In general these older homes will have a heating system based upon a boiler with radiators in each room, but they were built before air conditioning was used widespread.  Due to limitations in the house layout, ceiling heights and the structure, it is in many cases not feasible to incorporate a modern forced air heating and air conditioning system utilizing ductwork.  In the past, air conditioning in these types of homes was provided by a series of window mounted air conditioning units.  Today, homeowners have the option of utilizing a ductless mini-split air conditioning system, which can be easily and economically installed by a qualified HVAC contractor. 

Basically these systems incorporate an outdoor compressor and a small indoor air handler unit.  The indoor air handler is typically wall, ceiling or floor mounted, while the compressor unit is either placed on the ground or wall mounted.  The system can be zoned, utilizing multiple air handlers and thermostats operating off of a single compressor.  The manufacturers of these systems, which are very popular in Asia on new construction, include both LG and Mitsubishi.  In addition to being economical, these systems are easily installed by a qualified HVAC contractor and often only require a single 3” hole in the exterior wall of the home.  Speak with your HVAC contractor today and see if a mini split ductless system is a good choice for your home.

Uneven Cooling Solutions

Many homes with central air conditioning systems have problems with some rooms not being cooled as much as other rooms.  This is especially true for two story homes or additions.  Some homeowners use window air conditioning units to provide extra cooling in warmer rooms.  A window air conditioner has the advantage of low initial cost and easy installation, but they are noisy and take up space in the window.

A quieter, less obtrusive, and more efficient alternative is to install a ductless mini-split system.  The initial cost of a mini-split system is higher and they must be installed by a professional HVAC contractor, but they are much more efficient than a window air conditioner.  In addition, since the outdoor condenser/compressor unit is mounted away from the window, the noise level is much lower and they are not as obtrusive.  Also, most mini-split systems are heat pumps so they can be used for heating as well as cooling.

A mini-split system works much like a central air conditioner.  It has an outside condenser/compressor unit which is connected to the indoor evaporator cooling coils by refrigerant lines.  In a standard central air conditioning system, the cooling coils are located inside a duct system.  A fan cools the air by blowing it across the coils and through a system of ductwork that distributes the cool air around the home.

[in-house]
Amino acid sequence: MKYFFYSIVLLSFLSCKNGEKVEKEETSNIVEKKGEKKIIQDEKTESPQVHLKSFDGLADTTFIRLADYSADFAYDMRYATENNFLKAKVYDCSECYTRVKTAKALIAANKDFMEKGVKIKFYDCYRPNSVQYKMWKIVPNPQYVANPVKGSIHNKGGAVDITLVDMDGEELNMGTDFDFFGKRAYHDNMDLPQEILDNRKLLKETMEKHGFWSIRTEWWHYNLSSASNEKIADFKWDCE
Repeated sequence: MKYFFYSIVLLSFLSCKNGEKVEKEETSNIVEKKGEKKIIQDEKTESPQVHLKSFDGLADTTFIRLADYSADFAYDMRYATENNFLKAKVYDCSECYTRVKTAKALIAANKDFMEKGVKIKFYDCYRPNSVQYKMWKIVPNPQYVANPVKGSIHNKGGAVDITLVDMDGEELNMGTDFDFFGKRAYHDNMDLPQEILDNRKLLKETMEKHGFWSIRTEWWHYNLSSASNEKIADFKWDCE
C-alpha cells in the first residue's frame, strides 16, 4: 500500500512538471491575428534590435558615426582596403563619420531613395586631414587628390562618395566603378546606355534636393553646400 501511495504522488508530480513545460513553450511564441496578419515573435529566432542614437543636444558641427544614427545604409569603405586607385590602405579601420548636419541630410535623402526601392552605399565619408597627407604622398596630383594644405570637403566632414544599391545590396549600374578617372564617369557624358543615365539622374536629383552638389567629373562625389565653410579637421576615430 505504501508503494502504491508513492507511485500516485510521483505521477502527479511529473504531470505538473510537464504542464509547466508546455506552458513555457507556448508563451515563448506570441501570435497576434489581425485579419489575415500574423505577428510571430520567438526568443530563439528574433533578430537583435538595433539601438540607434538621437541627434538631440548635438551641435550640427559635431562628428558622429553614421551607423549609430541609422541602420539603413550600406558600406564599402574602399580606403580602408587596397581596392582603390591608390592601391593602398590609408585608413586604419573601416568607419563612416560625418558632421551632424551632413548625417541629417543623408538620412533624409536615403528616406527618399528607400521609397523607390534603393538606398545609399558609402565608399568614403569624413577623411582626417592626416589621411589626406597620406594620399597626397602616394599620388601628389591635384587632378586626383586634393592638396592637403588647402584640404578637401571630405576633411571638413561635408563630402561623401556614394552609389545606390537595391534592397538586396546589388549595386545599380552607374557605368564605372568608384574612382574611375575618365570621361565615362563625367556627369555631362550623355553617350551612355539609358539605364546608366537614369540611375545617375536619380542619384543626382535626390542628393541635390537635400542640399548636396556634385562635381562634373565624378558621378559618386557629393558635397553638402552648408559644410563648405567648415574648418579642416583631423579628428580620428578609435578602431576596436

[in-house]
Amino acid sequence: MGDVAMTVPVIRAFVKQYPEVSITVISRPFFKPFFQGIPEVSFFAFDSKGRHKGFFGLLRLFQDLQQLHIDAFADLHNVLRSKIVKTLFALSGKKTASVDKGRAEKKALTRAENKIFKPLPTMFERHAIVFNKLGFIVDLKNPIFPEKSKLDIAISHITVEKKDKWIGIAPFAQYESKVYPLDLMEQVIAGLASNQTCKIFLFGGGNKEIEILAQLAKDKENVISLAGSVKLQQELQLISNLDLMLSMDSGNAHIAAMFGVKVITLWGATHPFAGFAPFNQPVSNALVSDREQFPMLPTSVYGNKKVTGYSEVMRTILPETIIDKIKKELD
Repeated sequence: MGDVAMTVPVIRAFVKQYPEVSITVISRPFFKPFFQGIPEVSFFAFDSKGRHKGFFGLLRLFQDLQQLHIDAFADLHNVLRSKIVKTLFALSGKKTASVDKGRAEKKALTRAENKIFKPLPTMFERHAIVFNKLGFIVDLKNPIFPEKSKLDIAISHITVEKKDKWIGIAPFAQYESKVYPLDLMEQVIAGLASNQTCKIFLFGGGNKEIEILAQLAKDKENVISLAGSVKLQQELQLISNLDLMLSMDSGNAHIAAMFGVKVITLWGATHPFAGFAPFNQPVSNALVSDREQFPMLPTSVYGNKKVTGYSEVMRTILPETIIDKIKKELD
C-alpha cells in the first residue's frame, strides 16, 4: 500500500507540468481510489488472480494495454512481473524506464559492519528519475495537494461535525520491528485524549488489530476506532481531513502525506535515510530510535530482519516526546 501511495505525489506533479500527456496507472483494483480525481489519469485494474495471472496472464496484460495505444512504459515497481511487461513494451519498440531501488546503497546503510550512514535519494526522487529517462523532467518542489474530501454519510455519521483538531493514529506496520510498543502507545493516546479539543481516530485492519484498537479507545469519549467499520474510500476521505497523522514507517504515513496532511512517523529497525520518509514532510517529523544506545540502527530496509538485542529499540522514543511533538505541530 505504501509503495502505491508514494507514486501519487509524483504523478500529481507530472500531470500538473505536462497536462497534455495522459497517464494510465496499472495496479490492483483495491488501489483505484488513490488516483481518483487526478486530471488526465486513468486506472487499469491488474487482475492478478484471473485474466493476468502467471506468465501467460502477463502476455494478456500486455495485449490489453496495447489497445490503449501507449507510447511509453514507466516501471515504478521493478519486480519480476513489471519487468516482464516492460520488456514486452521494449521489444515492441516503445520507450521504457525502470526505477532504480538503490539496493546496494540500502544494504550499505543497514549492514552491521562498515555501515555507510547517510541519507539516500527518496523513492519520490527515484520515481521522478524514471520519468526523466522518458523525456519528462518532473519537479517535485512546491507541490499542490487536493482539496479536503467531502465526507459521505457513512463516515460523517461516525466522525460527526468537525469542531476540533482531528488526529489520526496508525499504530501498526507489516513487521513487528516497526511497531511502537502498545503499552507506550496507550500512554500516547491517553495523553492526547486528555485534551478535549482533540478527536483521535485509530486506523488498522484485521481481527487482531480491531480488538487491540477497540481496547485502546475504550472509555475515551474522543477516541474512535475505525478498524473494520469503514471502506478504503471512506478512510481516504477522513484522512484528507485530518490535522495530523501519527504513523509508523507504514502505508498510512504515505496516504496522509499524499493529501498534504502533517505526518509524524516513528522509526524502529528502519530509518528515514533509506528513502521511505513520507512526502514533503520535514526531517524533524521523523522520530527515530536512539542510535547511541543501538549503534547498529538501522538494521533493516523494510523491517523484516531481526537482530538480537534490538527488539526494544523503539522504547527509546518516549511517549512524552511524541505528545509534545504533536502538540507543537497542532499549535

In a mini-split system, the cooling coils are located in a small enclosure inside the room and fan blows air across the coils and directly into the room to be cooled.  Some mini-split systems use a single outdoor unit to indoor wall units in several rooms.

If your home has uneven cooling issues, talk to your HVAC contractor to see if a mini-split system would be a good solution for you.

Ductless Mini-Split Systems

Central air conditioning systems or heat pumps are the most common types of systems used for cooling most homes.  These systems are very similar.  They each have an outside compressor unit connected to the indoor cooling coils by refrigerant lines.  The indoor coils are located inside of the ductwork and a fan or blower blows air across the cooling coils.  The ductwork distributes the cooled air throughout the home. The primary difference between a heat pump and a central air conditioner is that a heat pump can operate in reverse to heat a home in cooler months.

In some homes, a ductless mini-split system may be a better alternative than a traditional central air conditioner or heat pump.  A mini-split system is similar to a central air conditioner or heat pump.  It has an outdoor compressor unit connected to an indoor cooling coil.  However, in a mini-split system the cooling coil is mounted in a small wall mounted unit inside the room.  A fan blows cool air across the coils directly into the room. In larger mini-split systems, a separate wall mounted unit is installed in each room of the home.

Since mini-split systems do not rely on a system of ducts to distribute the cool air, they are more efficient than traditional central air conditioning systems or heat pumps.  Also, the temperature in each room can be controlled independently.  This makes mini-split systems an excellent alternative for homes that may cool unevenly such as two story homes or homes that more direct sunlight in certain rooms.

Mini-split systems can also be an excellent choice for a home that does not have a duct system such as home that use baseboard heating or some other type of radiant heating system.  They are also a great alternative for room additions or for finishing unheated and cooled space such as an attic or basement.

Lower Costs By Reducing Your Need for Air Conditioning

Of course, it should go without saying that if we use less air conditioning then that should reduce our costs. However, most of us just want to run out and buy a new, bigger, better, more energy efficient air conditioning system. That, too, can be a solution to high summer energy costs. But, before you do that, try some of these cheaper ways to reduce your cooling costs by reducing your need for mechanical air conditioning in the first place.